A mobile hawker carries Taliban flags as commuters make their way along a road in Kabul on September 5, 2021. AFP PHOTO
A mobile hawker carries Taliban flags as commuters make their way along a road in Kabul on September 5, 2021. AFP PHOTO

A WEEK after the Kabul airlift, the Taliban gave what could well be a preview of the style of governance it will adopt as the new ruler of Afghanistan.

A protest in Kabul last Saturday by a small group of women demanding the right to participate in government was dispersed by militant fighters armed with tasers and tear gas. At least one woman was seen on video streamed online as bleeding from the head.

The chief of the Taliban Cultural Commission denounced the protest as "a deliberate attempt to cause problems" and said the demonstrators "don't even represent 0.1 percent of Afghanistan."

Days after its takeover of the country, the Taliban pledged a more moderate government, one that will, among other things, allow women to work and even hold jobs in the bureaucracy. There were also assurances that women will have access to education.

The group was no doubt pitching itself as a more benign form of the repressive regime that made Afghanistan a pariah state before the US-led invasion in 2001.

The country's new leaders have not yet grown accustomed to holding the reins of power and are bound to make missteps. If they want to convince the world that the Taliban is ready to change, they must start by dispelling the lingering fear of the Afghan people of coming under a reign of oppression.

Stifling dissent will not remove that fear. It even makes the people more wary of their leaders. The violent dispersal of the protest last week has prompted some Afghan women to stay indoors, according to a CNN report.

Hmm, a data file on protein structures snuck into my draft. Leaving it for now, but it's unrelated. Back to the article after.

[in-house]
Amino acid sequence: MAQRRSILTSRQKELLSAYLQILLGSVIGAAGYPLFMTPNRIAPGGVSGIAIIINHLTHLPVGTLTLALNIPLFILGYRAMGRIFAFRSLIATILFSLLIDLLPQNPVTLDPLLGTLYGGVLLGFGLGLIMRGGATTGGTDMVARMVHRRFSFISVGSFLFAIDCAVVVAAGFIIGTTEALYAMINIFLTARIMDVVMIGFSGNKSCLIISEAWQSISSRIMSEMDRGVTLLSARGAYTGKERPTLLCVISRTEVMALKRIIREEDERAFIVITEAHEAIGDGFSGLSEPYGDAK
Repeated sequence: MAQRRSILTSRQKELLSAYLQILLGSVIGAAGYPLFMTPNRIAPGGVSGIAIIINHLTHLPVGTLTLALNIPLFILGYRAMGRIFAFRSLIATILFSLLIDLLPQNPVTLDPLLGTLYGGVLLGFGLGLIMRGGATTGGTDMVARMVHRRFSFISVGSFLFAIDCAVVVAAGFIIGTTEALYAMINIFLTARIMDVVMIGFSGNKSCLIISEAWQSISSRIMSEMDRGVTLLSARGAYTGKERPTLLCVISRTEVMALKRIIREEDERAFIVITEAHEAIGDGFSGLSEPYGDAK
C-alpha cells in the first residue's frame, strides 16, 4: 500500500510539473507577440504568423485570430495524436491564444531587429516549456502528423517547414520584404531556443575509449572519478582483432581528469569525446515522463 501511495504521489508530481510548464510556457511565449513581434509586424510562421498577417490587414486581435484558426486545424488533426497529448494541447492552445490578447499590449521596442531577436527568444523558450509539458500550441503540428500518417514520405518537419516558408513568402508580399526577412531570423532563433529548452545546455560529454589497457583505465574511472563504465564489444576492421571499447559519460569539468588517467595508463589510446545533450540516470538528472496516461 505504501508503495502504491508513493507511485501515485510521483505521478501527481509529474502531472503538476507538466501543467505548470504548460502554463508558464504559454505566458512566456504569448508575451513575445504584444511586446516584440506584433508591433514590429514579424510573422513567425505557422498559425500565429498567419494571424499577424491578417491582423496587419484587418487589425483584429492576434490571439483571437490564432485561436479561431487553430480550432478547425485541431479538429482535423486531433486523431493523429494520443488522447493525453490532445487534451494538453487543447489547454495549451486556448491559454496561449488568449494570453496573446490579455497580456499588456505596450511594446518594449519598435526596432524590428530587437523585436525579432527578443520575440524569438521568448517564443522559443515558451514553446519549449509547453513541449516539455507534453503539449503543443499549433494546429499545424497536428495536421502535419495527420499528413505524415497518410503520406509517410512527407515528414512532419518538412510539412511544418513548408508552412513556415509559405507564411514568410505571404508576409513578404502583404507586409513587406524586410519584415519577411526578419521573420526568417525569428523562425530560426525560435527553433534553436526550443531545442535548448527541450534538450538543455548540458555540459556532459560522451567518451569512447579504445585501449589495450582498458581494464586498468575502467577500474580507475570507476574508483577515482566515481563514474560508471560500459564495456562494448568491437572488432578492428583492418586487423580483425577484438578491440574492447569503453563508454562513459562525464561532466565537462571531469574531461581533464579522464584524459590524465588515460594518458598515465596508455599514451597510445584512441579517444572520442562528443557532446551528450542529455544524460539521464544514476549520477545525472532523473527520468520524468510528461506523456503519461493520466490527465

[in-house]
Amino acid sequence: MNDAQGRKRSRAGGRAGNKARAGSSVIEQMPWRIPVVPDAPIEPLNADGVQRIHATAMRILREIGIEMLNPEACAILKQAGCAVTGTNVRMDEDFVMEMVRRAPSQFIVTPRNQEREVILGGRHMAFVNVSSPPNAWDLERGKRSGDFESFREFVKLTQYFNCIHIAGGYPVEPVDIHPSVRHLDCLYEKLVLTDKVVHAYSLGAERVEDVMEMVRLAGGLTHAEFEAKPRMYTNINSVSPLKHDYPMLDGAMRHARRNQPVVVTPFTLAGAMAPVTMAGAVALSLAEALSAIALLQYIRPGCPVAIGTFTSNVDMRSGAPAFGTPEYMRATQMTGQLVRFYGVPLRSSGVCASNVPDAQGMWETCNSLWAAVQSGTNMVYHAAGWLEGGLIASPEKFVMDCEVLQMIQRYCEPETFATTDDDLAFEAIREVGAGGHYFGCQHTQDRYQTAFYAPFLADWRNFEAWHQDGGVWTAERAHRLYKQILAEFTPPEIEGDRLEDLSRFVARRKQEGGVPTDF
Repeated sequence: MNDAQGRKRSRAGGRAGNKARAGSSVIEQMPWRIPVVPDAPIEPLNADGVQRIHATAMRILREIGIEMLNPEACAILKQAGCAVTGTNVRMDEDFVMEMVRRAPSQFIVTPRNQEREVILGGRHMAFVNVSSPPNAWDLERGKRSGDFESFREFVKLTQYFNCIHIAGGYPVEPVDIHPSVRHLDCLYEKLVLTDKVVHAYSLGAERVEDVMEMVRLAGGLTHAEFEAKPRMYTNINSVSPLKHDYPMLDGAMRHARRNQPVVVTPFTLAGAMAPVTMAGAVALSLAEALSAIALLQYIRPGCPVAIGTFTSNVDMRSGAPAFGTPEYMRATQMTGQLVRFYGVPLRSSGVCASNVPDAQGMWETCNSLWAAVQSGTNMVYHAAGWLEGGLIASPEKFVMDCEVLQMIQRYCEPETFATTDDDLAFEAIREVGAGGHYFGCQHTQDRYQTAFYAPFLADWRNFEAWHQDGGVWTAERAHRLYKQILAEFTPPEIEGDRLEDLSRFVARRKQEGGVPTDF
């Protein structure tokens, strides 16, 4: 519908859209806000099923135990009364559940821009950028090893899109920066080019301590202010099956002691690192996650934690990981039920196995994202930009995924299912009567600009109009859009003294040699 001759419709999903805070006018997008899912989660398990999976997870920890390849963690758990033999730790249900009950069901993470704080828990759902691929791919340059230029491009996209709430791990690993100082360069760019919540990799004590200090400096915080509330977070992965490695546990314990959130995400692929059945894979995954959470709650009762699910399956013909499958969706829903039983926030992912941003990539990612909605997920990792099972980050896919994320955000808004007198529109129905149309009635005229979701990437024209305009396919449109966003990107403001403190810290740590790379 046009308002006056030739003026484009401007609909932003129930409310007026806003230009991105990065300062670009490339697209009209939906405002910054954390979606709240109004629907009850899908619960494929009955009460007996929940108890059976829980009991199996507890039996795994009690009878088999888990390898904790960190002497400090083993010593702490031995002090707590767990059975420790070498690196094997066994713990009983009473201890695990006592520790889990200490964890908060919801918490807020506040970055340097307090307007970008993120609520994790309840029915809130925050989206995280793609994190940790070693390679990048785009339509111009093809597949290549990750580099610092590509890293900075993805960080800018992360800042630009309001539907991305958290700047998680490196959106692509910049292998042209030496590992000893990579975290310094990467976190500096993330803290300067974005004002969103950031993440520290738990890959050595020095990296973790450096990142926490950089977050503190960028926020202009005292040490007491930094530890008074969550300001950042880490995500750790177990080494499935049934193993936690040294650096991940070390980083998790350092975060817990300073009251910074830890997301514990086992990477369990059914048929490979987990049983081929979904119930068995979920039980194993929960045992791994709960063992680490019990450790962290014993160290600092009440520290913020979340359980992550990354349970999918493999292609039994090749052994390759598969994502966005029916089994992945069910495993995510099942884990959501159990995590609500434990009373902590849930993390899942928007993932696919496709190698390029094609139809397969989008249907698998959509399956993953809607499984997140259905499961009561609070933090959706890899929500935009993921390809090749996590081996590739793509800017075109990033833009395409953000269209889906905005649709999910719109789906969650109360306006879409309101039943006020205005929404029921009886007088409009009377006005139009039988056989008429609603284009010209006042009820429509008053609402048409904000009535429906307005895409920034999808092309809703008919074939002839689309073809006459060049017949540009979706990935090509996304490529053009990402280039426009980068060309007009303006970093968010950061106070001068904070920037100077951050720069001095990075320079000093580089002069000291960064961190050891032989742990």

It will take some time before a clearer picture of where Afghanistan is headed emerges. A lot will depend on the kind of government the Taliban is trying to form. But almost three weeks after assuming control, the group has not announced a formal government setup.

That is unsurprising because the Taliban is not the monolithic organization many perceive it to be. It is made up of warlords who set aside fierce tribal loyalties to band together and fight foreign invaders. The Soviet Union in 1989 and the US in 2021 grossly underestimated the Taliban's capability as a formidable fighting force and paid the price.

The Taliban is perhaps beginning to realize that leading an insurgency is much easier than ruling a country. Maintaining cohesiveness and dividing the spoils of war among the factions will be a big challenge.

An article on the Brookings Institution's web page highlights this challenge: "The factions have disparate views about how the new regime should rule across just about all dimensions of governance: inclusiveness, dealing with foreign fighters, the economy and external relations," the article noted. "Many middle-level battlefield commanders - younger, more plugged into global jihadi networks and without personal experience of the Taliban's mismanaged 1990s rule - are more hardline than key older national and provincial leaders."

The new Afghan government must be palatable not only to the West, but, more importantly, to Afghanistan's neighbors - Iran, Pakistan, Tajikistan, Turkmenistan and Uzbekistan. Those states could hold the key to Afghanistan's economic and political future.

The Taliban inherited practically empty coffers from the Afghanistan government it toppled. Not only that, the World Bank, the International Monetary Fund and the Asian Development Bank shut down operations in Afghanistan days before the militants swept into Kabul. And the country's central bank reserves in the US were locked up by Washington.

China and some Gulf countries may be eager to fill the void of influence left by the West, but they, too, may need guarantees that the Taliban they will be dealing with is not the pariah of old.

Instead of resorting to blanket sanctions, which can only aggravate the suffering of Afghan people, the US and its Western allies should change tack and bargain with the Taliban on specific demands such as reducing the most debilitating repression, according to the Brookings article.

At this point, it is premature to commend or condemn the Taliban's grand plan for Afghanistan. It deserves breathing space to fulfill its promise of reinventing itself.

It will be worth the wait.